The Afrikana Film Festival is a non-profit organization that utilizes the medium of independent film, created by and about people of the African Diaspora, to stimulate meaningful, cross-cultural dialogue. Students will have the opportunity to engage in a wide range of activities and network with a variety of people from Richmond and abroad. Currently, the Afrikana Independent Film Festival is looking for dedicated, friendly, and enthusiastic interns to help promote and assist in facilitating our film festival and upcoming promotional events. Starting in September, we will begin hosting the first of our promotional events, the Noir Cinema Series. These events will be held every third Thursday of the month at various art galleries around the city. Thursday evening availability (after 5pm) is paramount. Contact Ms. Enjoli Moon (email@example.com) for more information.
This research internship opportunity is intended for advanced undergraduate students and is designed to familiarize and engage students in research to develop a coding scheme that reliability identifies key learning-related affective states (emotions) that researchers developing computer-based tutoring and cognitive training programs can use. This research project involves 1) learning how to recognize different learning-related emotions revealed in facial expressions (e.g. frustration, surprise, engagement), (2) watching and coding videos), 3) analyzing students’ self-report and tutor-reports of perceived emotional and cognitive states, and 4) reviewing literature on emotion and learning, and automated detection of emotional states. Contact Dr. Zewelanji Serpell for more information.
The Health & Wellness Initiative (HWI) Zumba Program is an ongoing fitness project that provides fitness classes and nutrition education to interested east end residents. The goals of the project are to: assist Zumba stakeholders to maintain and organize monthly meetings; maintain Zumba database and provide regular reports on participation satisfaction and measures of wellness (ie: weight, BMI and blood pressure); and evaluate the effectiveness of the Zumba program curriculum as well as participant satisfaction/feedback. We need one individual interested in health communication, behavioral change, database management, program evaluation, community-engaged research, or program development may work on this project. Please contact Dr. Prom-Wormley for more information.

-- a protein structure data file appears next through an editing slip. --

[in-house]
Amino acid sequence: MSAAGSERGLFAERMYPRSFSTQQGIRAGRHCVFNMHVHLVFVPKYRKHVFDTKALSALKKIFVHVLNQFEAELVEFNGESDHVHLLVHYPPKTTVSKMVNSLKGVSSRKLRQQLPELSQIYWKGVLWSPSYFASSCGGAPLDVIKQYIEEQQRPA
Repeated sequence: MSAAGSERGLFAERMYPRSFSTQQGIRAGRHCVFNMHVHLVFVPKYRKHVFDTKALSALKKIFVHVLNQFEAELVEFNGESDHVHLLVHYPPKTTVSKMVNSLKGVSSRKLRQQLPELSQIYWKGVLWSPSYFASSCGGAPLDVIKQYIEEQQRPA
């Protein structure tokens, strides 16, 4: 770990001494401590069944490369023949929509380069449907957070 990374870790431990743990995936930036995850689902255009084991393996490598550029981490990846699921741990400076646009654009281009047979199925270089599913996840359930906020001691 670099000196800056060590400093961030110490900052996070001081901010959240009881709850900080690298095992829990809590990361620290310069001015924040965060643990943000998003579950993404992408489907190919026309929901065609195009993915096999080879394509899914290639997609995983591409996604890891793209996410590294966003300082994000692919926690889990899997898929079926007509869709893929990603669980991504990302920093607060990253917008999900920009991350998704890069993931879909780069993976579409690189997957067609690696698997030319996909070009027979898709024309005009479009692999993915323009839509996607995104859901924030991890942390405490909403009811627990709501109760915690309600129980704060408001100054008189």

The Research and Program Development Internship (Intern) will function in a team-oriented environment, and will provide support to the Assistant Vice President for Academic and Diversity Affairs. The intern will also participate in selective program activities sponsored by the Division for Health Sciences Diversity (DHSD). The portfolio entails engaging in research related to diversity, inclusion, and health sciences pipeline programs. There is potential to co-publish in a scholarly journal. The intern will also assist DHSD in planning and implementation for the VCU Pipeline programs. This experience will be done selectively and with the aim of providing an experiential foundation to support research efforts. Contact Mr. Kevin Harris for more information.